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No. 6 Kansas rallies, beats Iowa State in overtime

  • The Wichita Eagle
  • Published Wednesday, Jan. 9, 2013, at 8:38 p.m.
  • Updated Thursday, Jan. 10, 2013, at 10:46 a.m.

— Elijah Johnson was curling with the ball, desperately searching for an out, anything to save Kansas from the stain of a loss in its Big 12 opener against Iowa State.

The Jayhawks trailed the Cyclones by three points as the clocked ticked under five seconds. They needed a three-pointer to extend the game, to avoid being the first Kansas team to lose its conference opener since 1991 — to avoid just the second loss at Allen Fieldhouse in the last 101 games.

On the other side of the court, freshman Ben McLemore was just focused on one thing. Nearly two months ago, in the Georgia Dome in Atlanta, the Jayhawks had been in this same situation against Michigan State. In both games, the Jayhawks called the play “Chop” — the play made most famous by Mario Chalmers’ denouement miracle against Memphis in the NCAA Championship game against Memphis in 2008.

In both games this season, the Jayhawks had looked for McLemore. But when the time came against Michigan State, he misread a defender and floated toward the wrong area.

“I was thinking about the mistake I did last time against Michigan State,” McLemore would say.

This time, McLemore was poised and calm. He had already scored 25 points, carrying the Jayhawks in the final stretches, helping them erase a six-point deficit with four minutes left. And as Johnson curled toward the top of the key, McLemore read the defense perfectly and cut open off a screen from Travis Releford.

“He deserved that shot,” Johnson said.

When the ball went in the air, Releford and Johnson turned to watch. The ball hit glass first, banking through the iron. And as Allen Fieldhouse began to detonate, McLemore began to run back on defense.

“When it left my hand,” McLemore said. “I actually kind of called bank.”

There was still overtime, of course. And the Jayhawks would ride the momentum of McLemore’s moment to a 97-89 victory over Iowa State in their Big 12 opener. But this game was won in the final seconds of regulation as McLemore, who would finish with 33 points, put the Jayhawks on his freshman shoulders.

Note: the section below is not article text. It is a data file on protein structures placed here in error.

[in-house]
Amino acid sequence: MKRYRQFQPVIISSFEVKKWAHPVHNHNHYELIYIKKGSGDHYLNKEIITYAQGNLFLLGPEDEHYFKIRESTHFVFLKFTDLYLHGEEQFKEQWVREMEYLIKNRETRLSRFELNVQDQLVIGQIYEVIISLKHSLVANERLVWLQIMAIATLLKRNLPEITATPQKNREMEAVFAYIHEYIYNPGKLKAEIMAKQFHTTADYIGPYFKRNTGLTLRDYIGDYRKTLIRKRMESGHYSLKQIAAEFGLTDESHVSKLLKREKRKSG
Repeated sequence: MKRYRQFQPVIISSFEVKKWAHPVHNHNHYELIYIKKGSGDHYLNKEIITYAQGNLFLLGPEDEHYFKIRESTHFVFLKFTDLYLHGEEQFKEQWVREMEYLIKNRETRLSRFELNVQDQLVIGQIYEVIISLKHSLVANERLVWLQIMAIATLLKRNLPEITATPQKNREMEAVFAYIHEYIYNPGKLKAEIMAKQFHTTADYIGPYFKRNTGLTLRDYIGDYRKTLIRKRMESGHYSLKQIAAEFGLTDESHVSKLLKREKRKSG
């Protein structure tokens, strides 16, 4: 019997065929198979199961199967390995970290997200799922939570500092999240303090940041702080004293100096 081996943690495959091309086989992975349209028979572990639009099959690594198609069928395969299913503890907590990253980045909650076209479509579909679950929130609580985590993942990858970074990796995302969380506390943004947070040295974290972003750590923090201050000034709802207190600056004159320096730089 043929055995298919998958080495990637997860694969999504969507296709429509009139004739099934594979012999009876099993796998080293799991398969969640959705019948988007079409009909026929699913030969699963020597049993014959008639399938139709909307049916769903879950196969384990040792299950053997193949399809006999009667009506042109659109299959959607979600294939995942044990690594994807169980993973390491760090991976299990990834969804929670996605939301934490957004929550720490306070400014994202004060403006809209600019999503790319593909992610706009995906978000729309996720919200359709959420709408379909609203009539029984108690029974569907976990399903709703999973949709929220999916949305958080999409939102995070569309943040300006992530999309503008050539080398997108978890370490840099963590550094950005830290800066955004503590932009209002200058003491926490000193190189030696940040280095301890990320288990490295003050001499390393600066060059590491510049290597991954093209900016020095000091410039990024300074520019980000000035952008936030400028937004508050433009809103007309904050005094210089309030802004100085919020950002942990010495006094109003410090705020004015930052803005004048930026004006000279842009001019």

“We had the formula to lose that game,” KU senior center Jeff Withey said. “We were down with a couple minutes left, and they kept on getting offensive rebounds and scoring. And Ben just kind of took over.”

McLemore, who was playing his first conference game, finished a 6 of 6 from behind the arc and 10 of 12 from the field. He was also 7 of 7 from the free-throw line. For one night, McLemore looked like a player who was embracing the moment, like a freshman going through another step toward stardom.

“When you look at him,” Johnson said, “you just feel like he’s trying his hardest to do everything right.”

After the game, Iowa State coach Fred Hoiberg confessed that he wished McLemore’s shot would have swished. Then, Hoiberg said, maybe he would have felt a little bit better about it. His team came into Allen Fieldhouse with a formula for an upset, knocking down 14 three-pointers and going on a 14-1 run in the second half. But in the final seconds, Hoiberg elected not to foul. And McLemore made him pay for it.

“He’s got the potential to be the No. 1 pick in the draft,” said Hoiberg, who worked as an NBA executive before taking a job at his alma mater.

The Jayhawks improved to 13-1 and 1-0 in the Big 12. And they now have 17 conference games left to clinch their ninth straight Big 12 title. Maybe it won’t be a cakewalk, as so many expected. But perhaps Wednesday’s victory will make the Jayhawks take notice of the challenges to come.

“It’s kind of a Catch 22,” Self said. “You want guys to believe that they can’t lose at home. That’s good. But you also want them to understand that anybody can beat you.”

Late Wednesday night, McLemore came out of the KU locker room and began to sign autographs for a long line of Kansas fans. He had played the best game of his young career, a 33-point masterpiece. But in the minutes after, he thought back to Michigan State. This time, when his teammates needed him most, he had made the right read and run the play right.

“It was a good release,” McLemore said. “I mean, it went in. So I’m glad.”

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